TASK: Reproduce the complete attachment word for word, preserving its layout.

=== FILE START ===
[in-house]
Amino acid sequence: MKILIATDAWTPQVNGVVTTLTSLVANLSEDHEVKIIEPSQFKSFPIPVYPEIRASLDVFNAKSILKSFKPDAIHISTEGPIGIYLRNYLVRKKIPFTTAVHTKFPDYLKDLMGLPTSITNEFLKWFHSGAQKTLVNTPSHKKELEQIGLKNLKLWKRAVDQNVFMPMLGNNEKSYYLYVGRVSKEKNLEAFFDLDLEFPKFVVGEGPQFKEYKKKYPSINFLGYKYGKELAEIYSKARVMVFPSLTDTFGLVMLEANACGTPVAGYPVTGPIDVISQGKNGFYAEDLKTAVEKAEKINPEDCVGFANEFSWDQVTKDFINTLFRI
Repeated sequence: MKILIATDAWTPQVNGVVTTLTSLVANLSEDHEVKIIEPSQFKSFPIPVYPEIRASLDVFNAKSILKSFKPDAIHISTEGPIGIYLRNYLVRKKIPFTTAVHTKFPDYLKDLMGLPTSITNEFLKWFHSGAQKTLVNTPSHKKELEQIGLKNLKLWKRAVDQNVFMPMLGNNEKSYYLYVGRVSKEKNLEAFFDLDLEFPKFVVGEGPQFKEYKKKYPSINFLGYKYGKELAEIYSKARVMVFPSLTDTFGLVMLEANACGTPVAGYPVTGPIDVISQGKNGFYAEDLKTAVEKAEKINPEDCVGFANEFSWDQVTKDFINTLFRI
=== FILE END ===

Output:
[in-house]
Amino acid sequence: MKILIATDAWTPQVNGVVTTLTSLVANLSEDHEVKIIEPSQFKSFPIPVYPEIRASLDVFNAKSILKSFKPDAIHISTEGPIGIYLRNYLVRKKIPFTTAVHTKFPDYLKDLMGLPTSITNEFLKWFHSGAQKTLVNTPSHKKELEQIGLKNLKLWKRAVDQNVFMPMLGNNEKSYYLYVGRVSKEKNLEAFFDLDLEFPKFVVGEGPQFKEYKKKYPSINFLGYKYGKELAEIYSKARVMVFPSLTDTFGLVMLEANACGTPVAGYPVTGPIDVISQGKNGFYAEDLKTAVEKAEKINPEDCVGFANEFSWDQVTKDFINTLFRI
Repeated sequence: MKILIATDAWTPQVNGVVTTLTSLVANLSEDHEVKIIEPSQFKSFPIPVYPEIRASLDVFNAKSILKSFKPDAIHISTEGPIGIYLRNYLVRKKIPFTTAVHTKFPDYLKDLMGLPTSITNEFLKWFHSGAQKTLVNTPSHKKELEQIGLKNLKLWKRAVDQNVFMPMLGNNEKSYYLYVGRVSKEKNLEAFFDLDLEFPKFVVGEGPQFKEYKKKYPSINFLGYKYGKELAEIYSKARVMVFPSLTDTFGLVMLEANACGTPVAGYPVTGPIDVISQGKNGFYAEDLKTAVEKAEKINPEDCVGFANEFSWDQVTKDFINTLFRI